GOP party leaders pick Tom Bennett to fill Barickman's Illinois Senate seat
A state representative from Gibson City who already represents about half the 53rd Illinois Senate District will step into the Senate seat being vacated by Jason Barickman.
Tom Bennett was chosen Saturday by Republican party chairs from the 53rd District’s 14 counties. He will serve a two-year term until the next election.
Barickman, of Bloomington, recently announced he would resign rather than serve the term he won in November. He said he wanted to spend more time with family, and that his work as a practicing attorney and a partner in a real estate development and management firm has gotten busier.
Since 2015, Bennett has served the 106th House District that serves all or parts of Livingston, Iroquois, Woodford, Vermilion and Ford counties. He couldn’t be reached for comment Saturday night, but in previous comments to WGLT, he said his experience would serve his expanded constituency well.
“Working with a number of folks to develop a good relationship and trust and also my knowledge of government processes just helps me have a better background, so I am able to hit the ground running,” he said.
Jim Rule, chairman of the Tazewell County Republican Party and secretary of the committee, agreed.
“He kind of had a head start, and he was familiar with a lot of the constituents already. I think moving over to the Senate side, while it’s a huge district — it’s one of the bigger districts in the state — Mr. Bennett will do a great job.”
He added the ground-level involvement Bennett brings to the table will be integral. “It’s not so much going to Springfield and voting on the issues along party lines, but it’s the presence that he’s going to have out in the district itself and helping to build the party.”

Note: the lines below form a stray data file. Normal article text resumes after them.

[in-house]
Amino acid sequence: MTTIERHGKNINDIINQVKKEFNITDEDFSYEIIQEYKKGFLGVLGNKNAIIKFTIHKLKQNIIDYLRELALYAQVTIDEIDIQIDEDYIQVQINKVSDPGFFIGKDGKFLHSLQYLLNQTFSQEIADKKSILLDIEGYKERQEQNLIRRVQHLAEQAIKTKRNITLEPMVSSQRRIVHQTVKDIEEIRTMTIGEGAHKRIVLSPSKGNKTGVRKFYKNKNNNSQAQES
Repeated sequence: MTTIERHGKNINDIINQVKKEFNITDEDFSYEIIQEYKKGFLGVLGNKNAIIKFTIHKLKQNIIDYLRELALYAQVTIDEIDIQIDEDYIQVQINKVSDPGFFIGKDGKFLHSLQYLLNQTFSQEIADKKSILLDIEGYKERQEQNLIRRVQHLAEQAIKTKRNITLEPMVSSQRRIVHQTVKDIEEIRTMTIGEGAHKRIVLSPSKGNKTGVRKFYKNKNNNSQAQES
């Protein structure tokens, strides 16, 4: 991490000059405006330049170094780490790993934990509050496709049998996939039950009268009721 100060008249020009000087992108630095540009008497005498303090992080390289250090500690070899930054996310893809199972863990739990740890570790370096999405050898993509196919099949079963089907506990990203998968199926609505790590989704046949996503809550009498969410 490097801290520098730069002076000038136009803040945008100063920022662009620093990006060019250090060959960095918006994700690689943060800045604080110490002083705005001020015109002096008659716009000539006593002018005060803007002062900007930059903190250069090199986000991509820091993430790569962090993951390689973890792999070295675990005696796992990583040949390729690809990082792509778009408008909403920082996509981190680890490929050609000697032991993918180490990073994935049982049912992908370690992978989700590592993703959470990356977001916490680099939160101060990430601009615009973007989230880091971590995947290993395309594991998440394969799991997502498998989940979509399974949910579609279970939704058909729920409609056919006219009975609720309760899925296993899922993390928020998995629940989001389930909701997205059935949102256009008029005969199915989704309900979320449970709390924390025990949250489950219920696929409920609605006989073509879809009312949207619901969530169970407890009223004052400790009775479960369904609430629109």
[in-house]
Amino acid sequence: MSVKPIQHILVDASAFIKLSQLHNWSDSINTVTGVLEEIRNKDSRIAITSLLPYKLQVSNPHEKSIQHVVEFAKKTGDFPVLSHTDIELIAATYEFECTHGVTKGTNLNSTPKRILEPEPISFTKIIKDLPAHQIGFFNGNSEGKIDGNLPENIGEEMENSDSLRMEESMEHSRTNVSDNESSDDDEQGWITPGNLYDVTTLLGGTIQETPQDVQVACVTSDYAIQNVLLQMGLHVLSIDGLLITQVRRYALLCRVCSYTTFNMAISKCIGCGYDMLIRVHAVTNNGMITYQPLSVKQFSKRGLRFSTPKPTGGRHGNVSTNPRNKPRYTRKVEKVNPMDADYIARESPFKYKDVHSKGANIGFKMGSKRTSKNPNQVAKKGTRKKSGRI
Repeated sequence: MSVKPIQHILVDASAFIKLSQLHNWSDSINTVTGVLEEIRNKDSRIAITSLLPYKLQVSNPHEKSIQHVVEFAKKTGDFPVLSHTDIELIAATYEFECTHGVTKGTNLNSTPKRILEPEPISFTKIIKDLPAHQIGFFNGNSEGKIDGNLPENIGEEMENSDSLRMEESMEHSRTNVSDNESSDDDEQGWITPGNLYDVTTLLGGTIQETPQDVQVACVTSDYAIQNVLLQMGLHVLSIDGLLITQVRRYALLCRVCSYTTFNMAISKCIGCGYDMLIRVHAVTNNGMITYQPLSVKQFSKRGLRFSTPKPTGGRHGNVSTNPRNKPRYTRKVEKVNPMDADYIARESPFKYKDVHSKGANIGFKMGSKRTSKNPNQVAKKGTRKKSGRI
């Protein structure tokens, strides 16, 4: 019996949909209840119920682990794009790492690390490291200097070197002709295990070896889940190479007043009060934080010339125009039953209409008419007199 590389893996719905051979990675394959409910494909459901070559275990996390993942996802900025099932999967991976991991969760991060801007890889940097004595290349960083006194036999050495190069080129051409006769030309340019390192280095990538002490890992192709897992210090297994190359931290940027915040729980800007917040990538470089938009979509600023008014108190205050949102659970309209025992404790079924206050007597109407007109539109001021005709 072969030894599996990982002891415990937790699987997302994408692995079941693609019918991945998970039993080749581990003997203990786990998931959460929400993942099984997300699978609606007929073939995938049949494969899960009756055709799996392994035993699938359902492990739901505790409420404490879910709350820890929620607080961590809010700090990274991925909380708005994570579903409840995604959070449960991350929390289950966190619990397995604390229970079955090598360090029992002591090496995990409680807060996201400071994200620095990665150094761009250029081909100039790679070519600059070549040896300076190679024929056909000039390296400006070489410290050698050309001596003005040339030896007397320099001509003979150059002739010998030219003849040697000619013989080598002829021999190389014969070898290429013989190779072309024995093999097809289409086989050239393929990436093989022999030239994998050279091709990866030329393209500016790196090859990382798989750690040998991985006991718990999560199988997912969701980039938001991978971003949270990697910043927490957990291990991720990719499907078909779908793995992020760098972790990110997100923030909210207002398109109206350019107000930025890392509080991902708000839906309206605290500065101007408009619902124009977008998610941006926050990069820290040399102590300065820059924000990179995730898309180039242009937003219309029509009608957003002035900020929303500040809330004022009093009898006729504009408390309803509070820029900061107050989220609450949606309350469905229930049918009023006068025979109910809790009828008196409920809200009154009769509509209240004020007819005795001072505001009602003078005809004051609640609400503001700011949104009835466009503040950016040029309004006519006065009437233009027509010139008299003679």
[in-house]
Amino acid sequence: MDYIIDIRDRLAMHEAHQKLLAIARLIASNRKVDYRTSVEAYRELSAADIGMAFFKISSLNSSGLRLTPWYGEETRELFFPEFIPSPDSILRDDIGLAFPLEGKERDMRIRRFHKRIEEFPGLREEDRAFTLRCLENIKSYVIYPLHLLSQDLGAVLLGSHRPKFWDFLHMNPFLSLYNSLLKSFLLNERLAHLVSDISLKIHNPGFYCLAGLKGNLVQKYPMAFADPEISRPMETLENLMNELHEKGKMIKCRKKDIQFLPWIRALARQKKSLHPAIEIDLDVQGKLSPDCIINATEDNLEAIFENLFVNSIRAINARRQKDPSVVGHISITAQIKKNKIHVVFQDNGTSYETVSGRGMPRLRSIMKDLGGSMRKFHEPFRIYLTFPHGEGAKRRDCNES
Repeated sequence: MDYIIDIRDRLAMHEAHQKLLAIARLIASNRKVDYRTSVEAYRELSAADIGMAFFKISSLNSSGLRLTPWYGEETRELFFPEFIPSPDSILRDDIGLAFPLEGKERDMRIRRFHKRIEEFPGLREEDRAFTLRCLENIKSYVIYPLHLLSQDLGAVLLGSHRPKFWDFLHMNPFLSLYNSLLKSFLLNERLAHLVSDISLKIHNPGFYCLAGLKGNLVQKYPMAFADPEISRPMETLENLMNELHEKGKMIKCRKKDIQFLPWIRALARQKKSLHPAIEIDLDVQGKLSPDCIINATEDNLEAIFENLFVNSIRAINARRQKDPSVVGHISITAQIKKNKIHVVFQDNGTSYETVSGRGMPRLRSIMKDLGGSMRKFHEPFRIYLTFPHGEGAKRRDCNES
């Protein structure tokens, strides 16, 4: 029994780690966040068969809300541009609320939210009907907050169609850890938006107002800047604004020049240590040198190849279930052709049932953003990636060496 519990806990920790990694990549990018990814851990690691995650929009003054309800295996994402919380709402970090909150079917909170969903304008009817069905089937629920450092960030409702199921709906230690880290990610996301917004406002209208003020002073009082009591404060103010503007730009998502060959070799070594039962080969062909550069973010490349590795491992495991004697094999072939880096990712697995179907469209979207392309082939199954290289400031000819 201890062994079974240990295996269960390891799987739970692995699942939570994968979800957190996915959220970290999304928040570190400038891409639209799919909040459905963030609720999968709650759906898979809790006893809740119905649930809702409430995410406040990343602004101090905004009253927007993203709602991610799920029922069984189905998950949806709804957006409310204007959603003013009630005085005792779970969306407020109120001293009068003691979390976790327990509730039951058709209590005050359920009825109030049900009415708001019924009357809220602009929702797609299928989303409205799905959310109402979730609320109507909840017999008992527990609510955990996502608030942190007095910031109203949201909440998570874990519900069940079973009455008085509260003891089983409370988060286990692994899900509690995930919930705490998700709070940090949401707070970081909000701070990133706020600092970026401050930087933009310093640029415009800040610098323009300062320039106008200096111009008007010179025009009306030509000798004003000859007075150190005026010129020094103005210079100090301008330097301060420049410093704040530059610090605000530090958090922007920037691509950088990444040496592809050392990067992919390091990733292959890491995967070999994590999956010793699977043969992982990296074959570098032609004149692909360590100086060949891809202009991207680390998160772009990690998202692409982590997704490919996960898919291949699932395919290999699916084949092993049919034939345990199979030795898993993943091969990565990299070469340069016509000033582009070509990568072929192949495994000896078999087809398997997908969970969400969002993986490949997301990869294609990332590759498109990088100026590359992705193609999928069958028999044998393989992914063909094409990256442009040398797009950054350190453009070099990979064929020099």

Senate Republican Leader-Elect John Curran issued a statement Sunday morning: “Tom Bennett has a track record of being a true public servant, who always has his constituents at the forefront of his mind when making policy decisions. We look forward to welcoming him to the Illinois Senate Republican Caucus, where he will bring valuable experience and will continue to be a strong conservative voice for the people of Central and Eastern Illinois.”
Other candidates being considered
According to his website, Bennett was raised on a farm, and also worked as a high school and junior high science teacher, and in IT at State Farm. He has served as a school board member, member of the local pre-school board, and as a member of the Parkland College Board of Trustees, including three years as chairman.
Rule said Bennett was one of five who applied for the post. Others included: Mike Kirkton of Gridley; Mike Levin of Normal; Stan Nord, a Normal Town Council member; and Gary Manier, the mayor of Washington.
Applicants were interviewed in closed-door sessions throughout the day at the Elks Lodge in Pontiac. Rule said there were numerous others who expressed interest.
Rule said he was pleased with the variety and strength of candidates. “They were all very strong candidates,” he said. “There was no heir apparent to this job, but it was truly based on where we need to go as a party and as a district and as a state … It was a very difficult choice.“
He was pleased with the interest and engagement, too, saying, ”It was encouraging to see that kind of talent come out and want to help the state, and help the party.”
Rule said Bennett’s House seat will be filled in a similar fashion. Once he submits his resignation as a representative, the GOP Legislative 106th District committee will have 30 days to appoint a replacement.
The 53rd District stretches from the Peoria area to the Indiana state line. But because of the layout of the district, Livingston, Iroquois, McLean, Woodford, Grundy, and Tazewell counties have the lion's share of the weighted vote in the selection process.
A trio of replacements
Appointing replacements for legislators has kept GOP leaders busy. Along with Barickman, Rep. Keith Sommer of Morton and Rep. Tim Butler of Springfield have stepped down before their terms are up.
But the resignations were isolated events prompted by separate circumstances — not a trend.
“You gotta wonder,” Rule acknowledged.
Barickman is resigning to spend time with family, while Sommer, a Tazewell County Republican, was putting a bow on his long political career.
“Rep. Summer had spent 25 years in. It was his time, he just said he wanted to leave on a high note,” Rule said.
Butler, meanwhile, stepped down to take a job with the Illinois Railroad Association.